This morning I read a beautiful blog post from another mom of a child with cochlear implants. It talked about how we, as parents, see the struggles our children face daily while we are also grateful for their blessings and triumphs. As tears streamed down my face, I read her words that resonated with me and our kids. It made me think about about what our children experience and their resilience.
I also see my children struggle. Tyler recently did a talent show at his school where he signed one of his favorite songs. I posted part of the video. What you didn’t see was the hours he spent memorizing lyrics and trying to remember key sounds that go with those lyrics. He loves music but has a hard time hearing the words. He listens to country music because it’s slower and easier to catch a few known words. During his song, he lost his place. He couldn’t hear the words through the speaker, just noise. You could see him signing the last line to try to remember where he was. He caught up and did a great job!
Haylie had a Christmas party this afternoon with her FFA group. She feels a little guilty having her interpreter stay after school and she’s also proud to try to converse on her own. She told her interpreter that she didn’t have to stay over today. I contemplated using my “mom card” and texting her interpreter to see if she could please stay for a short time to make sure that Haylie had access to all that was going on. Her interpreter goes above and beyond. She would have gladly stayed over. Then I get a text after I drop Haylie off. They are going to have the party during class hours today. Thank you, Lord!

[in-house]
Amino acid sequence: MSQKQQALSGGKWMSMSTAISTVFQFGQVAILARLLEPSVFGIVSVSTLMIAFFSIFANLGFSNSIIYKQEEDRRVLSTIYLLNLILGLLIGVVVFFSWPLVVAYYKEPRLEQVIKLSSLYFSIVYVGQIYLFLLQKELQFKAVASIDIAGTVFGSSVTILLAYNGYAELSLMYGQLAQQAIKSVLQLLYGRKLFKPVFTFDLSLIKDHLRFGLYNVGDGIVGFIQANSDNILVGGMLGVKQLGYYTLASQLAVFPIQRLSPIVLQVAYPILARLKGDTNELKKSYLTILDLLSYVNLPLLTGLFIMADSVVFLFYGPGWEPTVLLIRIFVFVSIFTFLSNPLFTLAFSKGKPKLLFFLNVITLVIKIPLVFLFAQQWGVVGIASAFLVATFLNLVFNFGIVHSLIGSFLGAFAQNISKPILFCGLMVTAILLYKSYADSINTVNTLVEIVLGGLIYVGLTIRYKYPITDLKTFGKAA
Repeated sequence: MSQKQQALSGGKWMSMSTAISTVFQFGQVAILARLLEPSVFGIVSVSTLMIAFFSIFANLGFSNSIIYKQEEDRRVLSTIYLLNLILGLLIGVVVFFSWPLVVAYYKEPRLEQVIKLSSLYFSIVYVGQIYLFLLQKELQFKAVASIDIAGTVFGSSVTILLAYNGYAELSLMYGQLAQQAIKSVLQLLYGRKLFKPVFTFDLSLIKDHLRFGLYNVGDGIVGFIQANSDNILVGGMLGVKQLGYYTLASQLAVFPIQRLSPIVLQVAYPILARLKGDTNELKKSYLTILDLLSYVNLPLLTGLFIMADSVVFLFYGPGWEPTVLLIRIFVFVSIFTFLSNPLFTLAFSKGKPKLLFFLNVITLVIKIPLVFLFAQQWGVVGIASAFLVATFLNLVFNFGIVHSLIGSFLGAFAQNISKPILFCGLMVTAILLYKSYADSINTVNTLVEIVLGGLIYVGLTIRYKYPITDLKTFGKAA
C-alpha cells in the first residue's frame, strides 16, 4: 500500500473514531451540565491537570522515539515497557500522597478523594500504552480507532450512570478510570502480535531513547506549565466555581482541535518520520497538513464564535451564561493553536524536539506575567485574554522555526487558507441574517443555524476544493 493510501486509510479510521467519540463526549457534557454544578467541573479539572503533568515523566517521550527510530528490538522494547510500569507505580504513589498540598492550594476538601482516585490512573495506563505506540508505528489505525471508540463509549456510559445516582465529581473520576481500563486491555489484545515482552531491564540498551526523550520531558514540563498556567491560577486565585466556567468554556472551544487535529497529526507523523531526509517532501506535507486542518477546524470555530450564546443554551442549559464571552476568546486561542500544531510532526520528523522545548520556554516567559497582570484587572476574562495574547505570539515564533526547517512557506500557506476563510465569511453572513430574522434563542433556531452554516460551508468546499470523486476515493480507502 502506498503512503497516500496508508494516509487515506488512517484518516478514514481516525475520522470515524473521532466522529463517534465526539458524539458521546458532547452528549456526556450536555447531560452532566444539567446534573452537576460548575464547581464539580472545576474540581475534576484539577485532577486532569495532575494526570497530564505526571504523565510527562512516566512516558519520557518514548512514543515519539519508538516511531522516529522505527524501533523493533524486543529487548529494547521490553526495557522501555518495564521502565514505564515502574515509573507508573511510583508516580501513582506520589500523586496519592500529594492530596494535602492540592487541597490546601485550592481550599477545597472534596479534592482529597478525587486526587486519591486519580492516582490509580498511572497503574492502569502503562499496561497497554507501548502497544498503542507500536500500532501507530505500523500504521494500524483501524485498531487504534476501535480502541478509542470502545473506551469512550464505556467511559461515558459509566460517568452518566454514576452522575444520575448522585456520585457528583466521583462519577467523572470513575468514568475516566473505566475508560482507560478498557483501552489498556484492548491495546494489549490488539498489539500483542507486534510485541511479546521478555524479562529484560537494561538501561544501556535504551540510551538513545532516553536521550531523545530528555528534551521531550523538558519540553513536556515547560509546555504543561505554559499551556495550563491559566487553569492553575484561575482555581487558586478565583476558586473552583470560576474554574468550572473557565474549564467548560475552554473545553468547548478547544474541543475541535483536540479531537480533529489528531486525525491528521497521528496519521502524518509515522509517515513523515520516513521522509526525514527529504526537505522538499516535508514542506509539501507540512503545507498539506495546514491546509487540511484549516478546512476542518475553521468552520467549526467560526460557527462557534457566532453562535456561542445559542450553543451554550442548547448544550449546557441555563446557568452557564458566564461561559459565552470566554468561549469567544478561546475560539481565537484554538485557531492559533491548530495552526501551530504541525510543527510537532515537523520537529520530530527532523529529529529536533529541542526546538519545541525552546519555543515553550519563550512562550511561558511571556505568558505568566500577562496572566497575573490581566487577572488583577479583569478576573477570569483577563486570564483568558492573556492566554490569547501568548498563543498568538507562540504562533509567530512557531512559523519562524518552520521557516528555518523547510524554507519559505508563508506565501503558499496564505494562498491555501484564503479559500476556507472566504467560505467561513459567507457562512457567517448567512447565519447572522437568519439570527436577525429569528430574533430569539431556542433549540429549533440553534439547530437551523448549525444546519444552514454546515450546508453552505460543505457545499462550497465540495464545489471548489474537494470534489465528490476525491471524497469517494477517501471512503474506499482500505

Brayden comes home some days and feels so defeated. He also wants to be independent and converse with his friends without his interpreter. However, he doesn’t always understand what they say. He just nods and runs along. He was sad this morning because his favorite teacher has fun holiday-themed lesson plans this week and his speech therapist has to take him during the fun part. He has to accept that the speech will help with the friends, even if it means missing fun lessons.
We have their IEP meetings, specialist appointments, and therapies often. It can feel daunting. It can also be a blessing. Our kids have an amazing support staff at every turn. They have a crowd of parents and professionals cheering them on. They have devices that they want to wear to every day that give them abilities that make them feel strong and happy. Haylie can dance and sing to music. She can go on field trips with friends and not feel so isolated. She’s bursting out of her shell and it’s amazing to see! Brayden is making friends. He’s becoming quite the advocate for himself. Tyler is finally happy with who he is. He’s made friends and is excelling in his classes.
This road can be tough. It can feel lonely some days. That’s when I’m so thankful for the parents and professionals around us who “get it”. They remind us of the JOY of our children! The joy of their triumphs! This road can be tough, but it can be so good!
Written by Kodi Brandt-Ogle, TN Hands & Voices
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